Even his previous ambition of a career in broadcast journalism was thwarted as he didn't look old enough for the TV networks' tastes: 'I looked young. It was a credibility thing', he says.
The unconvinced should perhaps be directed to a CV, which has seen him rise from a Colorado country boy to managing director of a £10m fee income operation and be marked down as a rising star in the world's second largest PR firm.
Having started out as a reporter on a US local newspaper, Clark broke into the broadcast media, presenting an overnight music show on a local station. However his journalism career met a similar fate to those of a sizeable proportion of the PR community: 'Journalism was great, but there's no money in it,' he laments.
Instead he moved to New York, taking up a trainee role with healthcare and corporate agency Ruder Finn. It was there that he took the decision to focus on healthcare PR for much the same reason he arrived in the industry itself: 'If you asked Jesse James why he robs banks, he'd say it's where the money is. I could see there were exciting things going on in that area and decided to move there,' he says.
Despite believing that he would be 'a lifer' at Ruder Finn, his fascination for Britain led him to London, via two years in Paris, and the creation of CPR, the healthcare agency that was later to attract the attention of F-H.
Together with Steve Carroll and Moira Gitsham he founded and ran CPR, which was courted by all of the major PR networks in October 1999 before plumping for F-H.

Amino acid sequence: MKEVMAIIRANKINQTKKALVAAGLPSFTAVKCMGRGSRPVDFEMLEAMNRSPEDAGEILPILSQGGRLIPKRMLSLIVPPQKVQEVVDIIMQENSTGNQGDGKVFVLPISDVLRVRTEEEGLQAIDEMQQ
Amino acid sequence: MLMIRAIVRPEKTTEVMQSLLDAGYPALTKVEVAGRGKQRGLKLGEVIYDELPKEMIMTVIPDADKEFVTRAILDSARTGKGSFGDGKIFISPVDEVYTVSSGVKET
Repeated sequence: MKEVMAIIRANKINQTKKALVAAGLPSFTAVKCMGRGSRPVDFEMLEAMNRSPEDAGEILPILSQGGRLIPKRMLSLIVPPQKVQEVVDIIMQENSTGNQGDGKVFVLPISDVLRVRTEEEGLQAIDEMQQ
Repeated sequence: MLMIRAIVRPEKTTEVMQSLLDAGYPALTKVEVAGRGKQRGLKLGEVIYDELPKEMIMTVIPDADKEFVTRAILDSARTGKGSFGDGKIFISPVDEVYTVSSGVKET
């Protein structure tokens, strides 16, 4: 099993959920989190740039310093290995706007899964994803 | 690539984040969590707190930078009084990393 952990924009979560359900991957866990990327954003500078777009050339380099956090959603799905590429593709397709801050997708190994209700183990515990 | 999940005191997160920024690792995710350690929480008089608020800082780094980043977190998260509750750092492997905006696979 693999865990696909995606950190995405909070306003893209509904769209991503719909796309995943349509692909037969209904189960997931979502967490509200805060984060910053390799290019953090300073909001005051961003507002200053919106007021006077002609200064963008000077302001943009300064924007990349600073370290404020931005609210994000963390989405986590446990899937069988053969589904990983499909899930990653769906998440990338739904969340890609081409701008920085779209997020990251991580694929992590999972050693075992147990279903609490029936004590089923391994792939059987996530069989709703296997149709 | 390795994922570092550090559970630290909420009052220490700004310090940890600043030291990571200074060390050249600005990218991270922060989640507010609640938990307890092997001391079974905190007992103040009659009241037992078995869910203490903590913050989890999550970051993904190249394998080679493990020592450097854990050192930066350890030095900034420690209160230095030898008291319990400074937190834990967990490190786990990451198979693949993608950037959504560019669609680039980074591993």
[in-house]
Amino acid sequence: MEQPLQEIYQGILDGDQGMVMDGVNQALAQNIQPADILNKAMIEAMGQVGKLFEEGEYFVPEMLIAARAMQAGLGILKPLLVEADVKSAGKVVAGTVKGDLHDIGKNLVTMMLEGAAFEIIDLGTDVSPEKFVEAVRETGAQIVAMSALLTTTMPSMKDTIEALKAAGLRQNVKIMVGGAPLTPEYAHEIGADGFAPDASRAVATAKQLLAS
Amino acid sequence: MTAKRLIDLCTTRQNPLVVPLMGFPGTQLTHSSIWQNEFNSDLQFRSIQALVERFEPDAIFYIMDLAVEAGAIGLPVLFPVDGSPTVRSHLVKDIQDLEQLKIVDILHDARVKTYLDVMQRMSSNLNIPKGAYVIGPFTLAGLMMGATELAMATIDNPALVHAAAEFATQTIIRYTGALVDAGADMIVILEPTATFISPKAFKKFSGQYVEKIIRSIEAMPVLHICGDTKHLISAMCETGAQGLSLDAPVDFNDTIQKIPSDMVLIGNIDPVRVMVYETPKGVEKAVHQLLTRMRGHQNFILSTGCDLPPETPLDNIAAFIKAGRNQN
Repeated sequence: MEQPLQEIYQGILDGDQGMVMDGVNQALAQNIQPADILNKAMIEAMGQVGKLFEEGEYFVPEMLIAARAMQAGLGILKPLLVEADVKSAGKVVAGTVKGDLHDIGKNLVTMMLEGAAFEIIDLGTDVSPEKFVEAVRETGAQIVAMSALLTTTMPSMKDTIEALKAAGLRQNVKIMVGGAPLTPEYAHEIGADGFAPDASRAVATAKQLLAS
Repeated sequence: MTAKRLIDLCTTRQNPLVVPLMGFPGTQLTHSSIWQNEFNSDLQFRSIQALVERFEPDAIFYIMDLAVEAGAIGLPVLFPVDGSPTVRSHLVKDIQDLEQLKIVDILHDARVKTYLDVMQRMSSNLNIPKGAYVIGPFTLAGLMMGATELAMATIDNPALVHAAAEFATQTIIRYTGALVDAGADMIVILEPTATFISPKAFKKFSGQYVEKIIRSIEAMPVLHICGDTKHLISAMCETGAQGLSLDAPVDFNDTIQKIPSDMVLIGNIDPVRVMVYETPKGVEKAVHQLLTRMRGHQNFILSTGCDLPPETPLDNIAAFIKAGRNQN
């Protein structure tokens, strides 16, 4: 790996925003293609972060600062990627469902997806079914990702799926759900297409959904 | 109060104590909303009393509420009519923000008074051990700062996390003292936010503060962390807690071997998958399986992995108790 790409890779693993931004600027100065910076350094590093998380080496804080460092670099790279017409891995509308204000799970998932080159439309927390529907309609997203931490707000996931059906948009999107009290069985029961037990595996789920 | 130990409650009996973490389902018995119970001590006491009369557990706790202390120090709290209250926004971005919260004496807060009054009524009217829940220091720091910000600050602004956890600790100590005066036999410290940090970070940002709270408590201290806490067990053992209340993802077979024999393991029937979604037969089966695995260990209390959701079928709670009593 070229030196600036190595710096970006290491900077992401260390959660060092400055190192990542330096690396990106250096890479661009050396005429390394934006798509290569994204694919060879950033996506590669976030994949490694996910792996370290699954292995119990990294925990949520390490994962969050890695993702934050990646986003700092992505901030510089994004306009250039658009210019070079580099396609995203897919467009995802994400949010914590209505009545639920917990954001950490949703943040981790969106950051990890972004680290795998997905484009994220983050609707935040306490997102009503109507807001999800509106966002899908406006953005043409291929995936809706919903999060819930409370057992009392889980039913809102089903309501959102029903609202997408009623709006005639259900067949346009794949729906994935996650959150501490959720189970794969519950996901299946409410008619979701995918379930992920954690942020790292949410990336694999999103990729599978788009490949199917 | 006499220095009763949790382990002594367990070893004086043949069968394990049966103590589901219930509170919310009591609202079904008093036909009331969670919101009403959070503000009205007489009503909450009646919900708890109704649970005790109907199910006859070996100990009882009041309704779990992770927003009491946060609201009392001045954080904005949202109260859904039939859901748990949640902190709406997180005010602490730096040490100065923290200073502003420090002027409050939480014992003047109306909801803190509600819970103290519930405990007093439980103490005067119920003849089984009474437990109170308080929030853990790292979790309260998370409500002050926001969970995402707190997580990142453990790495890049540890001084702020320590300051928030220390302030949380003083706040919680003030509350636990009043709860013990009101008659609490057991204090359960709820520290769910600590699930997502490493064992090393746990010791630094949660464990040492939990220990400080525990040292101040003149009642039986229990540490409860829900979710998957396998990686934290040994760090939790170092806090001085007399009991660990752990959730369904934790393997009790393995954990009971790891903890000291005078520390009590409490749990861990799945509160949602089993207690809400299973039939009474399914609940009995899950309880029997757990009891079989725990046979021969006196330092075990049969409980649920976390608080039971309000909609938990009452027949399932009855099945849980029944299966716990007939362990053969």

It was, he says, exactly what one would want from an acquisition, evidenced by his ascent to the top of the UK operation when he could have relaxed on his share of the spoils: 'I thought "I'm still a young guy, I'd like to play on a bigger stage". Now I'm in it for more than just a pay cheque. I got a return on the blood, sweat and tears of doing CPR, but now I'm looking at what I can do to have an impact on the world of PR,' he says.
Before that grand ambition can be realised, Clark must first influence F-H, an agency whose UK business has been hit in recent months by the loss of major clients such as Nortel, a raft of redundancies, and the sudden departure of his predecessor as MD, Paul Blackburn.
The upheaval only seems to encourage Clark: 'Historically, F-H has faced challenges - there have been stops and starts. When people wonder why they should choose us, it's because we have something to prove. Wouldn't it be great to say that I came in at the point when the firm had taken knocks but then we sorted it out? It's almost harder to inherit a number one agency as there's only one way to go, and that's down,' he says.
Perhaps surprisingly, Clark readily acknowledges some of the criticisms levelled against the firm, principally that the agency too often focused on servicing US clients in Britain rather than acquiring native UK business.
That is likely to change: 'When we sold CPR to F-H, we went in with the principle that we wouldn't take any network business from F-H. Now we need to stand on our own two feet. Now if people see F-H on a pitch-list they're not too bothered. Fast forward one year and I want people to see we're involved and say "God, we'd better pull our socks up,"' he says.
With his relaxed manner, clients will most likely be won over. Long-time CPR client Cathy Kernen, head of global product PR at pharma giant AstraZeneca, says Clark is one of the main reasons she used the agency: 'He is strategic, smart and also a good human being. Some senior managers don't have time for you when they get promoted. Not Scott, at least we hope not. My guess is he's probably the same old Scott he was as an account executive,' she adds.
His achievement in rising so high so swiftly suggests it would be foolish to bet against an F-H resurgence.
While his past successes may not have gone to his head, they are enough to ensure he will prove the doubters wrong. His credibility will soon be beyond question.